The Effect of the Moratorium
After the 1986 due to the laws and regulations put in by the UN also known as the Moratorium on whaling, the average number of whales killed annually had dramatically decreased. This in shown in the graph below which displays the number of whales killed by each country from 1946 to 2009 as well as when the moratorium set in 1986 and what effect in had on whaling in general. At the beginning of the graph in 1946, both Japan and Norway were the major whalers of the whales as the hunted a great number of whales. At times both these countries together had an annual whaling rate reaching over 35,000 altogether but after the moratorium was set, there was a huge drop in the whales killed. In the following years the numbers slowly increased but didn't come near as much as they hunted before. This graph proves that the moratorium was successful in decreasing the numbers of whales being hunted but did not completely stop it due to countries like Japan exploiting loopholes such as the allowance of scientific whaling while other countries such as Norway ignored the Moratorium by saying they were not bound by it. However, nevertheless since the Moratorium has taken place whale species have been given a better chance of recovery.
Figure 1, Source: http://awionline.org/sites/default/files/uploads/flash/whaling_stats/main.swf
Since the Moratorium for whaling was confirmed in 1986 and put in action, annual whaling rates have also significantly decreased even though it wasn't effective within the first 3 years of when the Moratorium was suppose to take effect. This is shown in Figure 2 below which displays the total number of whales killed annually for commercial whaling since 1986 till 2009. As shown on the graph, when this regulation was 1st placed into effect there was little change in the was first 3 years with Japan and Norway being the major commercial whalers in whaling industry with an annual rate of whales being killed peaking over 3000. However, from 1989 till 1992 all the countries had ceased whaling including the 2 major commercial whalers at the time, Japan & Norway. This did not last long as by 1992 Norway had begun commercial whaling again as they ignored the Moratorium. Japan on the other hand had stopped commercial whaling but began Scientific whaling as they utilised this loophole to do legal whaling. As seen on the graph, the effect of this results in the trend that is from 1992 on-wards, Norway is responsible for nearly all the whales caught for commercial whaling except for in 2007 -2009 where Iceland had contributed in slightly raising the annual catch rates for commercial whaling. But even then, the annual catch for the whales have not peaked a third of what it use to be proving that the Moratorium was effective against commercial whaling after being put into effect.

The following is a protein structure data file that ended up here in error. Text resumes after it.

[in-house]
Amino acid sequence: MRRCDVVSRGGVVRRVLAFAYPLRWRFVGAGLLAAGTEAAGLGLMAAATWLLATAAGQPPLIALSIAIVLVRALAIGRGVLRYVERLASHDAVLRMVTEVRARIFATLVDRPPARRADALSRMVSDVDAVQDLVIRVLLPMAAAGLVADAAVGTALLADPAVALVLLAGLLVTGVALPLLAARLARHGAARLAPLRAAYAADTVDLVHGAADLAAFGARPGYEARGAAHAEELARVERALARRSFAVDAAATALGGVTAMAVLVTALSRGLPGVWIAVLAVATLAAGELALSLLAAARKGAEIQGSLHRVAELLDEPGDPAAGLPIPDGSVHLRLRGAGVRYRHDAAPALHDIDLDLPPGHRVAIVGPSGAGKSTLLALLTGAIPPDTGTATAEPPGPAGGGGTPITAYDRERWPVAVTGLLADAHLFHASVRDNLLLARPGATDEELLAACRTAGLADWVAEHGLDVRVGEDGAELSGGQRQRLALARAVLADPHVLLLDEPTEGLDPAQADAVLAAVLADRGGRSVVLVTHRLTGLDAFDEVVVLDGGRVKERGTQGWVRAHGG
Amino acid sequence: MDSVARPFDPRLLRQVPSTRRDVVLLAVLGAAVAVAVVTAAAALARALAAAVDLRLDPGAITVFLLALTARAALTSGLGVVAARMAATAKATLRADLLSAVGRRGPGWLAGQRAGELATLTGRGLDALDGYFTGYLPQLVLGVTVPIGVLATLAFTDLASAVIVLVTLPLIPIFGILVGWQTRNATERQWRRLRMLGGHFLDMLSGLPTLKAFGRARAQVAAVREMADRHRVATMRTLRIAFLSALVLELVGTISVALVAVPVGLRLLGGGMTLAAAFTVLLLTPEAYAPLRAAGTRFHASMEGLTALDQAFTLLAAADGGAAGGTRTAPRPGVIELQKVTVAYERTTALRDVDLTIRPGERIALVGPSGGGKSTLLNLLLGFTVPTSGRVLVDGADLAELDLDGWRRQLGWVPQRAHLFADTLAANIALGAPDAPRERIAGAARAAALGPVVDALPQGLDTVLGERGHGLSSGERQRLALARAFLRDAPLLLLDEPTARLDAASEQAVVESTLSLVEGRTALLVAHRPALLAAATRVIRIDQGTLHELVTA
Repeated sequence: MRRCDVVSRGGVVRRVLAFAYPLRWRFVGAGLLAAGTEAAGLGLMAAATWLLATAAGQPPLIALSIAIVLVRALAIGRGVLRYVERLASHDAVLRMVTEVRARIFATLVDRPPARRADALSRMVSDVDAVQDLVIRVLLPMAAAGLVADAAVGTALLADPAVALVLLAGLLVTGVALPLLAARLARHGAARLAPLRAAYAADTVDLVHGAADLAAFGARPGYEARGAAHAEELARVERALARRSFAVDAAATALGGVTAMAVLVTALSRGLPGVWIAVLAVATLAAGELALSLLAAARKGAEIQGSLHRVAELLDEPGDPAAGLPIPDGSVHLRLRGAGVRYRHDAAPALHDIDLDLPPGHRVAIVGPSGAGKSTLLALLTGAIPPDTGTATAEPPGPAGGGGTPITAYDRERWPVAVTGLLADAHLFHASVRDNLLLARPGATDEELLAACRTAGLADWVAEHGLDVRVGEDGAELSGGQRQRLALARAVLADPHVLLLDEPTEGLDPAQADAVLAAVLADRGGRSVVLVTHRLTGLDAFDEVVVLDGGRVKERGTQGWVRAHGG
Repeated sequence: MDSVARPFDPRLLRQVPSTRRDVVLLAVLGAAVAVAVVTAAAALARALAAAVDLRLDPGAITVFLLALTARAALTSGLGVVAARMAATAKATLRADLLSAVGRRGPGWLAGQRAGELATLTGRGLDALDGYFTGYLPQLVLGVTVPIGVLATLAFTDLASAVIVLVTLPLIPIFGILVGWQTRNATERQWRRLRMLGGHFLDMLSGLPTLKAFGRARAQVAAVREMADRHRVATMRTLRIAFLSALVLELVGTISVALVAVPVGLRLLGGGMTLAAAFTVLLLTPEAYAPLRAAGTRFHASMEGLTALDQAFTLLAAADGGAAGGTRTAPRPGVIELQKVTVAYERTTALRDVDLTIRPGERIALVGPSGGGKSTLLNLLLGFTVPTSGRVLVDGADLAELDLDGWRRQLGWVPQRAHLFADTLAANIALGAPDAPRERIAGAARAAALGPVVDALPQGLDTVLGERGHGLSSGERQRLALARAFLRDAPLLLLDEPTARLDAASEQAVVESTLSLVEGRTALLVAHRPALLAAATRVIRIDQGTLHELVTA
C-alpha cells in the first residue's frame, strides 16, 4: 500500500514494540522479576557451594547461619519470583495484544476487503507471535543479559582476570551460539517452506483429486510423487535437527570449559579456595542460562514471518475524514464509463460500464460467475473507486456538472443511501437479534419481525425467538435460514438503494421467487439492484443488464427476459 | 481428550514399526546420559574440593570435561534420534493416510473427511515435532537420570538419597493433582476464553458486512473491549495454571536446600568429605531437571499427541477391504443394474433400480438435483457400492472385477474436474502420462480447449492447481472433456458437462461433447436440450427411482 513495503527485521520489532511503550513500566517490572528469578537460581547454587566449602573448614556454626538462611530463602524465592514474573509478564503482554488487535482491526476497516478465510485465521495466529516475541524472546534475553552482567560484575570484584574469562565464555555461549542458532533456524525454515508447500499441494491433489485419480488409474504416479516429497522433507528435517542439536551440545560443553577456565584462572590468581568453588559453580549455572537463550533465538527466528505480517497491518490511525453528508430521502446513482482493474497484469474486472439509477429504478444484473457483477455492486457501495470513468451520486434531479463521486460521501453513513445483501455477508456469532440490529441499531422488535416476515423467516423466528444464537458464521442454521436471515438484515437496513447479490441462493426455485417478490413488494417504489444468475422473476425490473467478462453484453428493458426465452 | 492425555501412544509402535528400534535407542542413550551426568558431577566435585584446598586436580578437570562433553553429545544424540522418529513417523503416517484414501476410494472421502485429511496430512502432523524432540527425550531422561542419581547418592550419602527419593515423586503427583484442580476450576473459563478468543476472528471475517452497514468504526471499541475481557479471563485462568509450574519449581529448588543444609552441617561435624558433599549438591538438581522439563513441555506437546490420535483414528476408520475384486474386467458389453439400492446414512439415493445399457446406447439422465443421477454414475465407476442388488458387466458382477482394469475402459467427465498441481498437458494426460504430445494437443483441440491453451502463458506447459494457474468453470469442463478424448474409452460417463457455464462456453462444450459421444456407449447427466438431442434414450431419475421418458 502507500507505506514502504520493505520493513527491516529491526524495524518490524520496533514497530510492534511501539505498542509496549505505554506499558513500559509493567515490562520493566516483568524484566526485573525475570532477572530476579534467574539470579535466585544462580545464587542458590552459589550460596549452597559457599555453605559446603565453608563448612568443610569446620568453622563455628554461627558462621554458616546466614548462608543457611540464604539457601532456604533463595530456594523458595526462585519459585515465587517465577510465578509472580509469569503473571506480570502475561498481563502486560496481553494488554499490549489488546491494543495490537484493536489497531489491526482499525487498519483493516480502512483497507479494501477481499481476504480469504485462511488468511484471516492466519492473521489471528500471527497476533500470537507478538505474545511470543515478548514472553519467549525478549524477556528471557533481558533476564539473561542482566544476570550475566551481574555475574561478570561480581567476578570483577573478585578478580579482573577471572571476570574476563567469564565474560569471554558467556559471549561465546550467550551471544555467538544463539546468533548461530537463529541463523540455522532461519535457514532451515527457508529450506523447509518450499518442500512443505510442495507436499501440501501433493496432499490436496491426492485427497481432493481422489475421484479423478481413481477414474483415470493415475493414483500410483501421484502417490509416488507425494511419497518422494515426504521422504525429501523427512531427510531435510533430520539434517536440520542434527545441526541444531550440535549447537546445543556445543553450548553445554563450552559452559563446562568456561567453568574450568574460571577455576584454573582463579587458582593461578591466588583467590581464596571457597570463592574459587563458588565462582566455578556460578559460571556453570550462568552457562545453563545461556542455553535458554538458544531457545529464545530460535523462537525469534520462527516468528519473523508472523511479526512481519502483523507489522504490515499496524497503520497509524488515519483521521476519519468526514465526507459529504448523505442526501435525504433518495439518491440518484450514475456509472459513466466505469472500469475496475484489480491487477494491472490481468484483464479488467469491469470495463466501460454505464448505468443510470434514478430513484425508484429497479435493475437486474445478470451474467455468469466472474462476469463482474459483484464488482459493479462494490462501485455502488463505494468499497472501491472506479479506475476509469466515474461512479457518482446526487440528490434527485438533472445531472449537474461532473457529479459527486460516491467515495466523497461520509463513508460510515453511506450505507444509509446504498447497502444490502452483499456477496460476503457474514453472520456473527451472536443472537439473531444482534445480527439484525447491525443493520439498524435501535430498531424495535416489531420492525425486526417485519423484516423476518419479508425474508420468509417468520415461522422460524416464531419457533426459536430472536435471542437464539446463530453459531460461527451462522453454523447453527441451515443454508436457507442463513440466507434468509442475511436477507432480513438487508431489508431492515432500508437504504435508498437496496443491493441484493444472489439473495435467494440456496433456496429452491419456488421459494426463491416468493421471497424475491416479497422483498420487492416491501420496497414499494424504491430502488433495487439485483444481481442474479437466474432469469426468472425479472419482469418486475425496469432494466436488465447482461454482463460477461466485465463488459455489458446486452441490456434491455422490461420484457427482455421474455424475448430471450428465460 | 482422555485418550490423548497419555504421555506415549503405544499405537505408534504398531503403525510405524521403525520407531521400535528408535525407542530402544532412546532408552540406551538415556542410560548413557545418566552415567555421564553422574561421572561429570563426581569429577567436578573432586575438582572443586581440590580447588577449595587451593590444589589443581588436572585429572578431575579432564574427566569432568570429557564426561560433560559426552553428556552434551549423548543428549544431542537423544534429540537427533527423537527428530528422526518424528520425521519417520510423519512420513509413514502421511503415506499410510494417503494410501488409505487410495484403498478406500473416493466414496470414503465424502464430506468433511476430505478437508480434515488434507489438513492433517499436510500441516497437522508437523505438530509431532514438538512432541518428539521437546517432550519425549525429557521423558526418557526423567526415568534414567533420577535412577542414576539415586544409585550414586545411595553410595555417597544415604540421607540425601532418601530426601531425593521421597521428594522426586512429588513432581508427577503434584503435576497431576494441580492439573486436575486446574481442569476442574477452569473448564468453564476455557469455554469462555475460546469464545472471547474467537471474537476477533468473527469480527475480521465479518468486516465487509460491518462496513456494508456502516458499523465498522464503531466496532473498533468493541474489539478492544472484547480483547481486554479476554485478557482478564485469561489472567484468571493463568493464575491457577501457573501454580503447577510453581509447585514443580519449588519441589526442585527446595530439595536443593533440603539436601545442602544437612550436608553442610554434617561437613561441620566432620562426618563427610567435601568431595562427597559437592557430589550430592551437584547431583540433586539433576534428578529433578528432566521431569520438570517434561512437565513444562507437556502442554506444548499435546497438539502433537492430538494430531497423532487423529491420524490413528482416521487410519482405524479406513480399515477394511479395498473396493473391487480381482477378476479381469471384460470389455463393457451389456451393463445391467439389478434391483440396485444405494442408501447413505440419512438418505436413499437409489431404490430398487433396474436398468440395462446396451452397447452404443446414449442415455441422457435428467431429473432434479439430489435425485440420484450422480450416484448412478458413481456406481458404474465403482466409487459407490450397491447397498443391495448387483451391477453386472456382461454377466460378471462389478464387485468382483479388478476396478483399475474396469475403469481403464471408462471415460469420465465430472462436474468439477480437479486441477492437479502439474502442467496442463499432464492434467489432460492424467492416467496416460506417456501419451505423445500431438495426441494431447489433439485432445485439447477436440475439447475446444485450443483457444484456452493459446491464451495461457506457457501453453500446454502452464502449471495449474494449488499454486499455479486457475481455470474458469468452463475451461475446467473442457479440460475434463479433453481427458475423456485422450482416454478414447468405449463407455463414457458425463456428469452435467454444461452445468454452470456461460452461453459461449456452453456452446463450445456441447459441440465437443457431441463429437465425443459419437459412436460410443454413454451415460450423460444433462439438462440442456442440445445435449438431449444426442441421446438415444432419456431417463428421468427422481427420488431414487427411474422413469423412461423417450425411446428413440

Figure 2, Source: http://awionline.org/sites/default/files/uploads/flash/whaling_stats/main.swf